I am proud to have taken this step to extend my life -- as well as my husband's (since he also had the gastric sleeve surgery). So, when commenters implied that in telling the story I told in xoJane that I was not being truthful about the surgery, that fried my ass. My answer could simply have been: "What are you -- fucking idiotic? Have you been under a rock since last June and July when I began to talk about the surgery? Get your head out of your computer, cunt, and read a paper!"
But I'm not gonna do that. That would be Lisa Lampanelli talking -- the onstage Lisa -- not the real Lisa Lampugnale from Connecticut, who has been struggling with food and weight since an attempted date rape in college.
So, here's what the real Lisa has to say: The story I wrote for xoJane was a snapshot of a moment in time a few years ago when I was in the midst of trying anything and everything to get my weight and food issues under control. I wrote it as a way of showing the lengths I went to in order to work on this issue and just one of the many things I did, including extreme dieting and exercise, plus every ridiculous measure imaginable, to erase this issue from my life.
It occurred long before my husband and I were told by our doctor last year, "How many 70-year-olds do you see at your weight?" -- implying that we wouldn't be around to see that age unless we did something about our food addiction.
I assumed that people have seen me talking about the surgery for so many months now that they would know that this piece was just an event that eventually led to it.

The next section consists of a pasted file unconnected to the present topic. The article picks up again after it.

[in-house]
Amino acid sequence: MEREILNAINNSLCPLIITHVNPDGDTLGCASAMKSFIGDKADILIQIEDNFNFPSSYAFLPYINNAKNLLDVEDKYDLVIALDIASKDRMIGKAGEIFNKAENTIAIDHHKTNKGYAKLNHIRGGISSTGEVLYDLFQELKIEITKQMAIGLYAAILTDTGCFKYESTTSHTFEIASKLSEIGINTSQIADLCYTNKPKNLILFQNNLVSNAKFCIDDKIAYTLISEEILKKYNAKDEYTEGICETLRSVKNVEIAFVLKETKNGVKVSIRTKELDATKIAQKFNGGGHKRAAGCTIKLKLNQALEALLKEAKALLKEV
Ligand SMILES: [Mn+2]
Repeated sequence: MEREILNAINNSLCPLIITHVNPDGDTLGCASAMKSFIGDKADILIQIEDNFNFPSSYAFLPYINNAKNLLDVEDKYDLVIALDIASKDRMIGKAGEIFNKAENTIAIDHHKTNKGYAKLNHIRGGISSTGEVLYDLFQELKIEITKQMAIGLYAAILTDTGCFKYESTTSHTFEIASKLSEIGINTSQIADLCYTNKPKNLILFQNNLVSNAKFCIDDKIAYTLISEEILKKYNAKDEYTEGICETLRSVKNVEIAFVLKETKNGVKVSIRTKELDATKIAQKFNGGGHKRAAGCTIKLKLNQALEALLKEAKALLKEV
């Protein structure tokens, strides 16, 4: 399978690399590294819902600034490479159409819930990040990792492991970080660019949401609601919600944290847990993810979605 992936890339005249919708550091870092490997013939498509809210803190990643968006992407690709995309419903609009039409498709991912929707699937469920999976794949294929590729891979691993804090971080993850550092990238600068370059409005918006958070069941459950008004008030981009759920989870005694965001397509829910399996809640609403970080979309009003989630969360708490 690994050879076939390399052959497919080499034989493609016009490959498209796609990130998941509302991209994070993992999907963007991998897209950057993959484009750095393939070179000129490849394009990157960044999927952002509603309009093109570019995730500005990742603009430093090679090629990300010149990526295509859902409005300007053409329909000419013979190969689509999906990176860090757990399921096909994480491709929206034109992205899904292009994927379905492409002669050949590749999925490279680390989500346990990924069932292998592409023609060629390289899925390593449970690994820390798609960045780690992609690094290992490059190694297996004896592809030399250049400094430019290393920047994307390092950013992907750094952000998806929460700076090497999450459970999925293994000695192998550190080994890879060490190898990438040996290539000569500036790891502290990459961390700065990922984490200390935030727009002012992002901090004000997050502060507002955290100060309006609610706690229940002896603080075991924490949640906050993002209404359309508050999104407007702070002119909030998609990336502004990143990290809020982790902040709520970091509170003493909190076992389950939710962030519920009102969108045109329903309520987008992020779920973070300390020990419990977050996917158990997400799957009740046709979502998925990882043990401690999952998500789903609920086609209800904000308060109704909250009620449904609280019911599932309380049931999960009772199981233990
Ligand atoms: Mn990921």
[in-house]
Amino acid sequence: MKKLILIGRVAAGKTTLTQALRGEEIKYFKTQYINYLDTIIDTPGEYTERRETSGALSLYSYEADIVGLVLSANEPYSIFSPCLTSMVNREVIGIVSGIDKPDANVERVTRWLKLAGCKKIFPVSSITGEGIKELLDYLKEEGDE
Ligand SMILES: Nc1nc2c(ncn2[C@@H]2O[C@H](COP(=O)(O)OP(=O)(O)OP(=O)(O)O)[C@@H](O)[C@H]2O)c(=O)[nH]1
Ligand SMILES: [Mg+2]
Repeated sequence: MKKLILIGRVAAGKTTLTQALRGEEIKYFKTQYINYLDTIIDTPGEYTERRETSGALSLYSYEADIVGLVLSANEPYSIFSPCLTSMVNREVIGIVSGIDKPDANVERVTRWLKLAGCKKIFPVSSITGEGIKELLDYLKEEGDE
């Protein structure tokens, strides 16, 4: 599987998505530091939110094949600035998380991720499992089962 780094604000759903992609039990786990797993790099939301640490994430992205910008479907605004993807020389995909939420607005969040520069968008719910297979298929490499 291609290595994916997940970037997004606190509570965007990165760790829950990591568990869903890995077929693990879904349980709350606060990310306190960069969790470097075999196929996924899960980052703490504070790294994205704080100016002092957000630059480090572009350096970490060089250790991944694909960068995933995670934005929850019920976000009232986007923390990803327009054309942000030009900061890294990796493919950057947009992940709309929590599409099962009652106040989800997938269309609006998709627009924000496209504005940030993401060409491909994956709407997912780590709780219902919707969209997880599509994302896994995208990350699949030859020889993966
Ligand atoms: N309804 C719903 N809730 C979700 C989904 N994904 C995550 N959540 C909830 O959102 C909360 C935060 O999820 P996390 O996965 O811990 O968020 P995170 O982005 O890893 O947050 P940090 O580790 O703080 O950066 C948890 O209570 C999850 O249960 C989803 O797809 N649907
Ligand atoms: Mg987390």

Now that that's straightened out, two more things. When I appeared on Dr. Oz, he told the audience that bariatric surgery is the most underutilized surgery in the country. He approves of it in the right instances, and I am proud to have talked about it on his show, among others.
Last week on Wendy Williams, Wendy said that some people feel that by having surgery, we cheated. Well, if we cheated anything, the only thing we cheated is death. I'd rather be alive and truthful about this, than dead or living in shame about something that could save my life.
One last thing: As was hammered home with me today AGAIN, bariatric surgery is just a beginning. It's a do-over. The reason most people overeat -- or engage in any other addictive behavior -- is because of emotions (thanks Dr. Oz, Dr. Drew, and Oprah for hammering that home).
So, on that plane ride between reading the comments and writing this, what did I do? Searched for anything and everything I could stuff in my stomach -- even the now-smaller version due to surgery -- and ate out of emotion.
Sure, it's not a lot at this point, however, it just shows that this is an issue that has not even begun to end for me. I have to continue to notice when I feel compelled to overeat, and I need to recognize what I'm really hungry for that ISN'T food.
So, the process continues to end the emotional eating once and for all. I've now decided to head to a workshop about emotional eating in May so that no matter what I feel I don't try to solve it with food.
Wish me luck -- and, hey, if you're lucky, I may write another piece on that place, too!